Starting a small business is an exciting journey. But do you know how to protect your brilliant ideas? Patents are what you need. They grant you the exclusive right to make, use, or sell your invention for a limited time. There is still more to it. There are different types of patents, each with its own unique benefits.This guide explores the world of patents and breaks down the differences between utility, design, and plant patents. By the end, you’ll know which patent is right for your innovation, and be one step closer to securing your hard-earned success..
What is a Patent?
A patent is a type of legal protection for inventions. If you get a patent for your creation, others can’t make, use, or sell it without your permission. It can give you a head start in the market. But not all patents are the same. There are three major types of patents: utility, design, and plant.
- Utility Patents: This is the most popular type of patent. It protects useful and new processes, articles, machines of manufacture, or compositions of matter. Here’s what that means. Processes are ways of doing something. Machines are things with moving parts. Articles of manufacture are things made and compositions of matter are chemical compositions. If you’ve invented any of these things, a utility patent could be for you.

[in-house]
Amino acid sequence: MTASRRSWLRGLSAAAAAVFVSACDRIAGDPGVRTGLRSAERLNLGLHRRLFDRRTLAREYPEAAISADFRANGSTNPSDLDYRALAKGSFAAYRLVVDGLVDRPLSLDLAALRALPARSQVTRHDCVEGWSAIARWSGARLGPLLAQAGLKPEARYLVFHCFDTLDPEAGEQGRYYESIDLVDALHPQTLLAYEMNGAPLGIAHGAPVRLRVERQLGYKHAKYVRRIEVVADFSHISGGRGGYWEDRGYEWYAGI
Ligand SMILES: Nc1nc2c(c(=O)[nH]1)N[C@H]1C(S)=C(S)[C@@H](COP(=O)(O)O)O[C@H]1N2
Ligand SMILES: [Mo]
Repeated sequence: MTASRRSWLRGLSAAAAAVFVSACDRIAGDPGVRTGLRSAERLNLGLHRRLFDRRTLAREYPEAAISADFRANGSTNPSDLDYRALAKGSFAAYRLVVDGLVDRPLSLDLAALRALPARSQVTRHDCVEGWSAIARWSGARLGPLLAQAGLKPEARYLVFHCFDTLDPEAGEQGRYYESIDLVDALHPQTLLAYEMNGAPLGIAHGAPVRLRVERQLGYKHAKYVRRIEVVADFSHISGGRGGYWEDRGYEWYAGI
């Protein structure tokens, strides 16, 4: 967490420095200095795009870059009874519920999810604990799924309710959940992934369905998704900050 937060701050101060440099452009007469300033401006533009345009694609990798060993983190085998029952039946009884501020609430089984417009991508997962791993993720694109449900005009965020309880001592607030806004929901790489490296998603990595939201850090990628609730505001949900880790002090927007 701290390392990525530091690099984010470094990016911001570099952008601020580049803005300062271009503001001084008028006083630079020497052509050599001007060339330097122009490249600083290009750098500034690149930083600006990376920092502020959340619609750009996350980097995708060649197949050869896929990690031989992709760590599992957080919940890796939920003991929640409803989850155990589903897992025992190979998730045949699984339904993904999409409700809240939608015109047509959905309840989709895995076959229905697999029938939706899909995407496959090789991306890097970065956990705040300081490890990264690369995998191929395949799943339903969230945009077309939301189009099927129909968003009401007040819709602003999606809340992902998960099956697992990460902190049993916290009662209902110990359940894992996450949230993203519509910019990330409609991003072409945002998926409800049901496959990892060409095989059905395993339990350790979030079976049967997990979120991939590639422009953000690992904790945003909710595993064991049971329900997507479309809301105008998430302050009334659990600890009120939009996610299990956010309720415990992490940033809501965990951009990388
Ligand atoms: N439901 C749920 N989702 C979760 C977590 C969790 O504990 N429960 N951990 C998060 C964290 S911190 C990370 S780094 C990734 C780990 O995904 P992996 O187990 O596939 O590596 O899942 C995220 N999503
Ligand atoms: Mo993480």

- Design Patents: This type of patent is all about looks. It protects original, new and ornamental designs for a piece of manufactured goods. In other words, it covers how something looks, not how it works. For example, if you’ve designed a new shape for a chair or a unique pattern for fabric, a design patent might be the right choice.
- Plant Patents: This is a special type of patent for anyone who invents or discovers a new type of plant. The plant must be asexually reproduced, meaning it’s reproduced by means other than seeds, like grafting or root cuttings. For example, if you’ve developed a new rose or apple tree type, you might want to consider a plant patent.
Pick the Correct Patent Type to Apply For
If you are unsure about the patent you should apply for, you need to pay close attention to your idea and what it is used for or how it operates.
Is your idea an actual process or does it have more to do with the design, look, or structure of an item? This might seem confusing because certain ideas can be somewhere in between a process and a design or structure.
To help potentially tricky classification issues which complicate or even defeat your patent application, you should strongly consider consulting with intellectual property specialists who have helped clients through the patent application maze.
They would be the ones who are properly qualified to help you through the patent application process by helping you pick which specific patent type to apply for. Look for a service provider that has a strong intellectual property focus. Many of these are also licensed trademark agents